Visited 25th May 2003: We approached from the direction of Maen Pebyll along an interesting little road that runs over the mountain. In the village there were teenagers playing what appeared to be hide and seek, and I was sorry to see that the pub was shut down.
When we arrived we went round the church the wrong way, so my first view of the Four Stones was from the south. My first thought was 'look there's an old stone marked boundary', and I never quite managed to shake this idea off. The stones are very striking despite their medium stature. The Latin carved stone is a bonus, if you like that sort of thing (creative vandalism?). The proximity of the stones to the embankment that leads down from the churchyard down to the River Elwy is interesting, as is the short distance between the church itself and the stones. I wonder what the history of this place is. I think I need to do some reading.
The Four Stones Of Gwytherin were our last stop before Pizza Hut (I know it's not very ethically minded, but there you go) then home.
A tranquil little spot at the centre of the village. Worth a visit en route to or from Capel Garmon. The churchyard itself is worth further investigation - there are three huge, presumably very old, yew trees, two of which it is possible to climb inside, which is nice.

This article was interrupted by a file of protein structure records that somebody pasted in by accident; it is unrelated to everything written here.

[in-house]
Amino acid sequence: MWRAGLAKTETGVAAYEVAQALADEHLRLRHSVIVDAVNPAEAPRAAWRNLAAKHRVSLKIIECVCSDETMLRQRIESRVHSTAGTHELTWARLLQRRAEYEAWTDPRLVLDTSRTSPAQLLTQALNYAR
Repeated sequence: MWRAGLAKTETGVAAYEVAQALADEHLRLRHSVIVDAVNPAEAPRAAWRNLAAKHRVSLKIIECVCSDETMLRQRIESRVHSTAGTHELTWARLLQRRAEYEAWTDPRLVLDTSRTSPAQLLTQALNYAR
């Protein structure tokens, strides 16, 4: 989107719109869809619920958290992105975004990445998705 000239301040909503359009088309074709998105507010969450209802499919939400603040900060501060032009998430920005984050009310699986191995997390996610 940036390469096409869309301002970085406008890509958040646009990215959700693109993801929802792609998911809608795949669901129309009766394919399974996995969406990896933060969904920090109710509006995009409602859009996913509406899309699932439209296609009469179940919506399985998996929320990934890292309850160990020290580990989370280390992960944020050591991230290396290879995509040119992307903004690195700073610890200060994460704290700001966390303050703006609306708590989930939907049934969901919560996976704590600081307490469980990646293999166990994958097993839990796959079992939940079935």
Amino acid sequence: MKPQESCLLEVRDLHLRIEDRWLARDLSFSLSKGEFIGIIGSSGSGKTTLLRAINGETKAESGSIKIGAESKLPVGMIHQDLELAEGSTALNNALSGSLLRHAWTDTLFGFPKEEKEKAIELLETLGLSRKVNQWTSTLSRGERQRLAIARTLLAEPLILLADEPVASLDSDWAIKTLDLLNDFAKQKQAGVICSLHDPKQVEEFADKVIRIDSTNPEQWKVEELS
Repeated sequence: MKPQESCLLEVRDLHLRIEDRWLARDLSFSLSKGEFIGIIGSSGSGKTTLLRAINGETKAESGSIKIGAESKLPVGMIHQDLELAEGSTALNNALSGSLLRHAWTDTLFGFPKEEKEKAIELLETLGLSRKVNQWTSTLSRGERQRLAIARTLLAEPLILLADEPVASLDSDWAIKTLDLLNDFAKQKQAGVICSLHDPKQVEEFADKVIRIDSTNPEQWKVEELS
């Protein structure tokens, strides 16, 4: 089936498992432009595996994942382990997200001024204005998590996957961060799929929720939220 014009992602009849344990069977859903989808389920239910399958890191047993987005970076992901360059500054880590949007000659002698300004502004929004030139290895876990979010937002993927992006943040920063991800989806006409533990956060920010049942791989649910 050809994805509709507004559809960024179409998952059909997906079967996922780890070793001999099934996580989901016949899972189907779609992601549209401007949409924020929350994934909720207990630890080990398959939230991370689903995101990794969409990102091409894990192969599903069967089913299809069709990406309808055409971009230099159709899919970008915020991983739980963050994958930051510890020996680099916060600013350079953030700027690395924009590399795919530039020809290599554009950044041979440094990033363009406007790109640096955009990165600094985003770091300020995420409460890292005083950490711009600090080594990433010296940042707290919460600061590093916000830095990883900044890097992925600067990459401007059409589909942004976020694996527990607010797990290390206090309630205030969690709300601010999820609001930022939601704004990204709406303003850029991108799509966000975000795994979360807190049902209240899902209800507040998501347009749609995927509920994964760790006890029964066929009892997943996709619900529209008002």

Julian mentions that one of the stones has a Dark Age inscription 'WINNE something or other' and speculates the link with the name of the church - St. Winnifred. Seems reasonable enough, but the full inscription reads - VINNEMAGLI FILI SENEMAGLI, roughly translated as (The stone) of Vinnemaglus, son of Senemaglus'
However Julian is right in his theory, but more by luck than judgement! The church was indeed dedicated to Saint Winnifred, but not until 1869. Before that it was St. James, before that even, it was St. Eleri.